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part of a small rebellion | by maryann johanson

from Facebook: difficult actors vs difficult actresses

  • Bluejay

    Apparently there are limits:

    Though it remains to be seen what happens to his career after this.

  • Danielm80

    A few decades back, Chuck Lorre was the showrunner on several TV series starring famous, demanding actresses like Roseanne, Brett Butler, and Cybill Shepherd. The sets got so tense that he finally swore that, in his future career, he would work only with pleasant, easygoing actors and actresses. The actors he chose to work with included Charlie Sheen and Thomas Gibson. I’m not sure if that says anything about gender roles in our society, but it definitely qualifies as cheap irony.

  • He wasn’t particular a big star or anything, though.

  • And I bet those shows weren’t as popular as the ones starring Barr and Shepherd. :-)

  • Dr. Rocketscience

    Well, I think Daniel may be mistaken about Lorre’s role on “Rosanne”. He was a writer, but I AFAIK he was never head writer or showrunner. The shows starring Sheen and Gibson in question were “Two-and-a-Half Men” and “Dharma and Greg”, respectively. Both of which were more highly rated than “Cybill”, and the former was one of the most popular comedies of the 2000s (though it only broke the top 10 once).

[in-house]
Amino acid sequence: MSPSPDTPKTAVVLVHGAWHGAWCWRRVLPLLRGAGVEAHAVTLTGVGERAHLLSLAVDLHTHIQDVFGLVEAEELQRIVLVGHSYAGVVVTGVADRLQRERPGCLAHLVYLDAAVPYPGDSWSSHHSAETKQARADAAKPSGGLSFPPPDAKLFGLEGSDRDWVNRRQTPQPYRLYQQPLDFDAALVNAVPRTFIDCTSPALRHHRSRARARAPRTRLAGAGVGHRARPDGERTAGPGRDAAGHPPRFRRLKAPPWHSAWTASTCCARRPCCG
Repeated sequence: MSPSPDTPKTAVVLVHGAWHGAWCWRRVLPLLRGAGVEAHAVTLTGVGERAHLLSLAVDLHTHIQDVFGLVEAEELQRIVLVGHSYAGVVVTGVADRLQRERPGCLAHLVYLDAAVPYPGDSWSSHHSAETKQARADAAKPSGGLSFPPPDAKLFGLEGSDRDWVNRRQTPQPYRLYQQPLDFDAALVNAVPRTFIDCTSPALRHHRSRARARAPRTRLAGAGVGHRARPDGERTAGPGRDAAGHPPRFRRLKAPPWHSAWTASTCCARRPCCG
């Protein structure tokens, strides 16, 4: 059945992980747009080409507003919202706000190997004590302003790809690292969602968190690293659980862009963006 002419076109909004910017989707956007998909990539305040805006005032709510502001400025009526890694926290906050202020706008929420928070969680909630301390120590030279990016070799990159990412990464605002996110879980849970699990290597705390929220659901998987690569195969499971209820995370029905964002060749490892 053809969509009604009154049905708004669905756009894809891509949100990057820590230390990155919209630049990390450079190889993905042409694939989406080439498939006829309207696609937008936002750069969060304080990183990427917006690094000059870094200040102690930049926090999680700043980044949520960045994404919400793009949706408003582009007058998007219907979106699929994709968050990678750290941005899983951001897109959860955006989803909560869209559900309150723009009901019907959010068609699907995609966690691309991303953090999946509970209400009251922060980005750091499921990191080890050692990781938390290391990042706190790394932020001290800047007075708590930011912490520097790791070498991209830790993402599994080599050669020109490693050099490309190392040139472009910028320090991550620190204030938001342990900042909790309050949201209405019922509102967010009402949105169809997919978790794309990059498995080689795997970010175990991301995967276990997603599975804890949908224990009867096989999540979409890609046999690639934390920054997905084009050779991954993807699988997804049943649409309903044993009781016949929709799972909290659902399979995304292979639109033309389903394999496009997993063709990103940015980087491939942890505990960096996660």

Lorre’s most successful project – prior to the 6th season of “The Big Bang Theory” – was actually the first two seasons of “Grace Under Fire”. But it’s hard to argue that Brett Butler didn’t singlehandedly kill that show with her drug and alcohol problems.

    That being said, Daniel’s point about Lorre swearing off problem actors and then working with Charlie Sheen for years certainly stands. And how Sheen managed not to singlehandedly kill “TaaHM” is a “mystery”, other than the facts that he was a) a man, and b) already Charlie Sheen when that show started.

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